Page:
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ENG 295 (Fletcher)

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Rachel McMullin
F.H. Green Library, Room 209

Why books?

I always encourage the use of books in ENG 295 classes, because they tend to give you the right level of historical background for what you need.  History journal articles are usually on extremely narrow and focused topics, while history books provide overviews of broader topics.

The video below will provide you with a brief introduction to searching the library catalog for books.

Step 1: Ebooks

Given that most of us are still working remotely, starting with ebooks is going to be fastest and easiest. 

Before you start searching-- take a moment to lock the 3 limits I set into place (so they don't come undone).  Find them at the top of the left-hand column.  Hover over each until each until the padlock icon appears, then click it.  When you are done, all three should show a closed blue padlock.

  • From there, you can easily adjust the search to be more specific.  For instance, here I searched for Jessie Fauset.

  • Note that while none of the resulting books are devoted to Faucet, a number do have chapters or sections on her.  Click the book title and scroll down to read the table of contents to find those.  In most ebooks, it is very easy to download a chapter as a PDF.


Step 2:  Print Books

If you need a book that we only own in print, you can always ask that it pulled from the shelf and held for you, or even mailed to you.

Here is a link to a catalog search that I limited to print books.

Again, take a moment to lock the "available in the library" limiter at the top of the left column by clicking on the padlock icon.

Currently, you can request a book for pickup at the library or have it mailed to you.  The video below will give you the details on how to do that.

Books WCU Libraries don't own

Can't find good books in our catalog on your topic?  Try searching a larger collection (see below).  Any books that we don't own, we can get for you from another library, for free, in just 2-3 business days through our EZ-Borrow interlibrary loan system.

Using EZ-Borrow

Other ways to find books

Green Library is only able to purchase a very small percentage of the great number of English books (or film or journalism books) that are published each year.  That is why it is essential when conducting research in English to use other sources to locate relevant books.  REMEMBER: you can almost always use interlibrary loan to request the books that you find for free and they will arrive within 3 to 4 business days.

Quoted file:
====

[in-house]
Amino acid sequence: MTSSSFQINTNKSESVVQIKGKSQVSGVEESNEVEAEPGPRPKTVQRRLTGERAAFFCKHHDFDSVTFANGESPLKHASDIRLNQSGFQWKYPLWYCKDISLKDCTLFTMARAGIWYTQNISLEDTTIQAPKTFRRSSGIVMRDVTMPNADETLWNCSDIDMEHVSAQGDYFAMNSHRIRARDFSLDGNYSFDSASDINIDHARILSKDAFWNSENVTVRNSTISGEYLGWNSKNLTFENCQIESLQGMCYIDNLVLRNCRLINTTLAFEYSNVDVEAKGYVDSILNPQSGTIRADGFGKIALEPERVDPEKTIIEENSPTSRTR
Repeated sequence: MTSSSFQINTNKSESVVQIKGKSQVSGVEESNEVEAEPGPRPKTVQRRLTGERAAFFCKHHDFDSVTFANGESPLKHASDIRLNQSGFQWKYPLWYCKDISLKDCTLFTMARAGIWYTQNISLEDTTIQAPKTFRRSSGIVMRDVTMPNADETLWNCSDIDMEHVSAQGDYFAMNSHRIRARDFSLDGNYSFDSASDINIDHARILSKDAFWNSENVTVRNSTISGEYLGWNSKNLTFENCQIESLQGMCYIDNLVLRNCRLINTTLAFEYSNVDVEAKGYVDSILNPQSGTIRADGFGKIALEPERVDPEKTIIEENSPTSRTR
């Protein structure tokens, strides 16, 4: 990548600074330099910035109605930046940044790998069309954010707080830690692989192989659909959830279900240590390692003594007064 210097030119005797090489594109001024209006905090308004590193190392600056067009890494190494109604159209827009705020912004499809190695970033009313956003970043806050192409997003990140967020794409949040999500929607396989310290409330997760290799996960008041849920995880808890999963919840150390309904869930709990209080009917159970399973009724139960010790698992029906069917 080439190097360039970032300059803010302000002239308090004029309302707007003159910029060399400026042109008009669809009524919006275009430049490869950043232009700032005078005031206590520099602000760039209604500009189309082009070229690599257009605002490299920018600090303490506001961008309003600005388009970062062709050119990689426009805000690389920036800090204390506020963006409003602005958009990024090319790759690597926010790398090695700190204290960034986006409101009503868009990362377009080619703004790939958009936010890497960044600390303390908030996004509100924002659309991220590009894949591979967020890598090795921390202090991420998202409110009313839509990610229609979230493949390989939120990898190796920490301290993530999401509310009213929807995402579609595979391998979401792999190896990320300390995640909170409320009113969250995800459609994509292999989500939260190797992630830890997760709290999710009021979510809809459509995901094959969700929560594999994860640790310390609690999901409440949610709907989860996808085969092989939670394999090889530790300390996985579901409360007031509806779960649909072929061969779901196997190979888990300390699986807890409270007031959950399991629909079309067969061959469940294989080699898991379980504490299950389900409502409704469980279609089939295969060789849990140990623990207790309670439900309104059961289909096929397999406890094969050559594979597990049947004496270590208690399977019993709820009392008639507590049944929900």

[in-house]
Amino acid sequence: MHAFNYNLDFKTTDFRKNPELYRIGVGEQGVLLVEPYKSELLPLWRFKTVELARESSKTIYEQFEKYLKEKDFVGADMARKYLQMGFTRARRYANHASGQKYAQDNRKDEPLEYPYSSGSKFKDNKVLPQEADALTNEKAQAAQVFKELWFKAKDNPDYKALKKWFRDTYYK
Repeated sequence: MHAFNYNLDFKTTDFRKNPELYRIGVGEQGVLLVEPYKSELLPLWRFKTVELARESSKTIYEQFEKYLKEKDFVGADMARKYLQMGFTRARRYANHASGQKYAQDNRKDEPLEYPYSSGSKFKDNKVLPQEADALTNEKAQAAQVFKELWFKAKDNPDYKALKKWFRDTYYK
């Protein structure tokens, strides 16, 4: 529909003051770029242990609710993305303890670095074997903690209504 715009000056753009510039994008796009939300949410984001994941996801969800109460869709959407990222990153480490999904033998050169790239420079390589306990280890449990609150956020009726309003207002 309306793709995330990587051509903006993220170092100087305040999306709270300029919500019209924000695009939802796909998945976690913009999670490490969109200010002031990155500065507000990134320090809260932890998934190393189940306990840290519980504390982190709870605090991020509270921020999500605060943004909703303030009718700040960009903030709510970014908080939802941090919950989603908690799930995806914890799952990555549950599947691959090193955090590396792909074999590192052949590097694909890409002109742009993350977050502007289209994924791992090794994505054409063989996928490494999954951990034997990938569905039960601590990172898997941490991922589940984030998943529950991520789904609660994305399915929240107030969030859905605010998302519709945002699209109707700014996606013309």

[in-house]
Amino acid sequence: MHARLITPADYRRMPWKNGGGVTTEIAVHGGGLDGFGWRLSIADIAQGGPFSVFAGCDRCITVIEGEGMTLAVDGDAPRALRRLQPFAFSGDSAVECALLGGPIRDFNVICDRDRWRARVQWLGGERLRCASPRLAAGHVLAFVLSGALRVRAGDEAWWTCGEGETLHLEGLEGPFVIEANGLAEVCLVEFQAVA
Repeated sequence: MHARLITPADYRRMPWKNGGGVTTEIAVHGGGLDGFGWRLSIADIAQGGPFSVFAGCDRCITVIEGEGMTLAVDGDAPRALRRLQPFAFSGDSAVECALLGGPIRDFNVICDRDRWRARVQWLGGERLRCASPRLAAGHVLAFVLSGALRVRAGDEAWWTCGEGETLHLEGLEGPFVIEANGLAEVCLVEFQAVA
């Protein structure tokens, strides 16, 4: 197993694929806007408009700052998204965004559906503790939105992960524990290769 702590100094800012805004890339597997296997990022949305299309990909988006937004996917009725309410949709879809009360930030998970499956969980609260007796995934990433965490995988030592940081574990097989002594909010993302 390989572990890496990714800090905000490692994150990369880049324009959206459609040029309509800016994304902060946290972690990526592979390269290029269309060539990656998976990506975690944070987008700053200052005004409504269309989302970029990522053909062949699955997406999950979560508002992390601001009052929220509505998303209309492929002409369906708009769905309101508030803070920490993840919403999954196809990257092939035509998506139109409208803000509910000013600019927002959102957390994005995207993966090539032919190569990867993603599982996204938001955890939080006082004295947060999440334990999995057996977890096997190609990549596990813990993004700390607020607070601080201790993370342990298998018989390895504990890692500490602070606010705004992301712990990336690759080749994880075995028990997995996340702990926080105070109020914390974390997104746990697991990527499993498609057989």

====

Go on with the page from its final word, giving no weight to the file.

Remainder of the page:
Google Books: This is one of my personal favorites for two reasons.  First, for many books you can search (and preview) some of the text of the book.  That helps you find books that have just a chapter or a few pages on your topic.  Second, look for the Get this book bar, which usually appears to one side of the screen on both the preview and overview pages.  Below a list of booksellers you will usually see a link called Find in a library.  Click it and put WCU's zip code (19383) in the search box.  If we have it, West Chester University Library will pop up as the first result and you can click on the link to go directly to our catalog!  If we don't have it, you can also see if any other nearby libraries have a copy. or other booksellers:  One caveat, booksellers usually carry a mix of popular and academic titles.  Try reading the description and seeing who the publisher is before you request a book.

Catalogs of larger university libraries: Most library catalogs can be searched by anyone (unlike databases, which are always limited to those associated with a particular school).  So go to the library catalogs of large universities .  Most catalogs work in a similar manner, so the search tips I provide in the left-hand column should apply to other catalogs as well.

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